These days, there are summer school programs for just about every type of student, whether you’d like to work on academic subjects or develop extracurricular skills such as playing an instrument or sport.
Pursue Your Interests
Use a summer program to develop a talent or interest in the arts, humanities, or sciences. For example, the California State Summer School for the Arts, held on the campus of the California Institute for the Arts (CalArts) in Valencia, has programs in film and video, creative writing, visual arts, animation, dance, music, and theater.
Meanwhile, the Michigan Tech Summer Youth Program allows you to participate in week-long “explorations” in engineering, math, science and technology, ecology, outdoor adventure, and a variety of social sciences and humanities areas. To stay closer to home, check out your local performing arts centers, science museums, and parks; many have summer programs where you can get hands-on experience, ranging from set design to environmental education.
Gain Experience Outside of the Classroom
Summer school programs often involve a lot more hands-on learning than you’ll find in your regular classes. Many residential summer school programs include sports, travel, and social activities in their curricula. Personal development and leadership skills are also major themes.
Improve Your High School Transcript
Attending a challenging summer school program can increase your chances of getting into a competitive college. In fact, some summer school programs are as competitive as colleges, requiring an extensive application complete with SAT® or PSAT/NMSQT® scores, teacher recommendations, and a personal essay.
While attendance at a high-powered summer school like Harvard’s Secondary School Program (SSP) does not guarantee that you will get into an Ivy League school, it does add a certain luster to your college applications. Nonetheless, a cutting-edge internship or a job that requires responsibility and leadership can look just as good on your college applications.
Experience Real College Work
If you’re craving more in-depth study of a subject you’re interested in, and high school classes leave you wanting more, college-level classes may be the answer. Or, if you simply want to explore a particular school, or experience college classes, it’s a great preview.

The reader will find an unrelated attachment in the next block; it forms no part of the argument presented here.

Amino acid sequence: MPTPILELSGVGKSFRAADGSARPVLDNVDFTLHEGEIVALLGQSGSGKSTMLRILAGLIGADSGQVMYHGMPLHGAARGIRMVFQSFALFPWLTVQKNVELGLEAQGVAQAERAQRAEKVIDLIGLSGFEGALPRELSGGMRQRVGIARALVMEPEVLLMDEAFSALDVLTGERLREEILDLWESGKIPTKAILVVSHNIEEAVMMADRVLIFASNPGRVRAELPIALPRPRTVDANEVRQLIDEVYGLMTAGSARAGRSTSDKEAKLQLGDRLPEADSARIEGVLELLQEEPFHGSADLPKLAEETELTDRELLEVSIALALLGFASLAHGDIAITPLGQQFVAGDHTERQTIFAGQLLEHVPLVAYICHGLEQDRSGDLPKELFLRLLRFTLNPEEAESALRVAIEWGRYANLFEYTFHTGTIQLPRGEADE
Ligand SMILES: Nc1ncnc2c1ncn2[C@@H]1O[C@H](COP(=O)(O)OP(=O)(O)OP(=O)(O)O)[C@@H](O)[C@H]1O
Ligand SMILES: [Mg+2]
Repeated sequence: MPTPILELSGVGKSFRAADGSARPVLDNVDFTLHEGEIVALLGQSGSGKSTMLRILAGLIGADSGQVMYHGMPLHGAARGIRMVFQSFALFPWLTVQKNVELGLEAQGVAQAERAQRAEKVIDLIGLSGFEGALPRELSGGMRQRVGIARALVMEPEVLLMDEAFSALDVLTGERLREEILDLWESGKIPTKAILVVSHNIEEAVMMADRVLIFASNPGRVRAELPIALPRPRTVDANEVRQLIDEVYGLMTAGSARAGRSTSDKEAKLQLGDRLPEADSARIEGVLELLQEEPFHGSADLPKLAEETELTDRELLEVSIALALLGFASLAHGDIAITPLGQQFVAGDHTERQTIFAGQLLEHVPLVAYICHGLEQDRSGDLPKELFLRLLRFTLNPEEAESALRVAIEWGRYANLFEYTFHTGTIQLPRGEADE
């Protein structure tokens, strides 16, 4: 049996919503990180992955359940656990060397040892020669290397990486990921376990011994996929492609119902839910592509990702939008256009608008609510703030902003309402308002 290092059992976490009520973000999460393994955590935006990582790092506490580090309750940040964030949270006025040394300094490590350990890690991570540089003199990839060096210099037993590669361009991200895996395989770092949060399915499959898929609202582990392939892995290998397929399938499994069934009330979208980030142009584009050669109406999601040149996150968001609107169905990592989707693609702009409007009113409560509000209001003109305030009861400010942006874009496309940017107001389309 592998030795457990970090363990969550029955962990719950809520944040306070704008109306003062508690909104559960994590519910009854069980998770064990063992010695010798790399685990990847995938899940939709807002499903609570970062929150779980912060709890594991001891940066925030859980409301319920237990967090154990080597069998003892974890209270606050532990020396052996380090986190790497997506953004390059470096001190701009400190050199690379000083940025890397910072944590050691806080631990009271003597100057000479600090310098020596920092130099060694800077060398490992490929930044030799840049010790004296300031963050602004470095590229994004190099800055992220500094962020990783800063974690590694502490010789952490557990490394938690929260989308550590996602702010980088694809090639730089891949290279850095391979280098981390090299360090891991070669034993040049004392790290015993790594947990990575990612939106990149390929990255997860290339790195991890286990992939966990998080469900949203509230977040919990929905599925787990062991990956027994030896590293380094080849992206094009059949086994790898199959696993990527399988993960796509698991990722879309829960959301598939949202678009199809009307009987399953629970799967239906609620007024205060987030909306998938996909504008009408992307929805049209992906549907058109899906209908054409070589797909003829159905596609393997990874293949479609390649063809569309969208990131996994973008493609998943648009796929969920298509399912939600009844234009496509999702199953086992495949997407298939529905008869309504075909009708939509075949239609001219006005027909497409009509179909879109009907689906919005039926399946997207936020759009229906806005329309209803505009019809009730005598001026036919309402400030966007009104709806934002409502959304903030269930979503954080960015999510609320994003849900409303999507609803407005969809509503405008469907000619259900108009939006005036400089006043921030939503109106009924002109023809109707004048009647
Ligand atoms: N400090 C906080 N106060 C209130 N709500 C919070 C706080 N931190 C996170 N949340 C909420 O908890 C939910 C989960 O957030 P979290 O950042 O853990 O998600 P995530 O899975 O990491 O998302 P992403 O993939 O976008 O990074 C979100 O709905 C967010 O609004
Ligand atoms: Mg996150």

Most colleges welcome anyone who wants to learn into their normal college-level classes. Of course, they give priority to students who are enrolled full time, but more often than not, space is available. Call the colleges on your wish list and ask if they have a summer semester—and get them to send you a catalog. If you are motivated and able, it’s also possible to enroll in college classes during your normal school year. But make sure the extra workload won’t interfere with your high school work.
What’s The Cost?
Private summer schools can be expensive, but the good news is that Governors’ Schools and similar programs supported by state and federal education funding tend to be less so—some are even free of charge, and most offer financial aid based on need.
If you come from a low-income family or you’ll be the first member of your family to attend college, you may be eligible for an Upward Bound TRIO program, in which you could spend part of your summer at a nearby university or college, essentially getting a preview of campus life while building skills and meeting other students from across your region. Private summer schools, like the program offered at Harvard, also offer a limited amount of financial aid, so don’t cross them off your list just because they carry a hefty price tag.
Summer School Tips
When looking for a summer school program, here are some important factors to consider:
• How much of the summer do you want to commit to school? Programs can range from five days to eight weeks.
• What do you want to get out of summer school? Do you want to turbo-charge your academics? Act in a play? Teach young children? Learn how a political campaign is conducted? Polish up a second language? Work with engineers in the computer industry?
• Where do you want to stay? Do you want a residential program where you live in dorms with other students, or would you prefer to live at home, attending school only during the day?
• Can you get high-school (or college) credit for summer school courses? Receiving credit depends on both the school where you take the course and on your home school.
• How much can you spend on summer school? If the answer is nothing, are free programs available in your state or school district?
The Bottom Line
When evaluating whether summer school is right for you, the real questions are: What do you aspire to learn, and what type of summer program will provide you with the best experience?
If you’re seriously considering a summer program, talk to your high school counselor, and visit these websites for more info:
For a summer learning experience, a gap year adventure or a school year program go to www.EnrichmentAlley.com.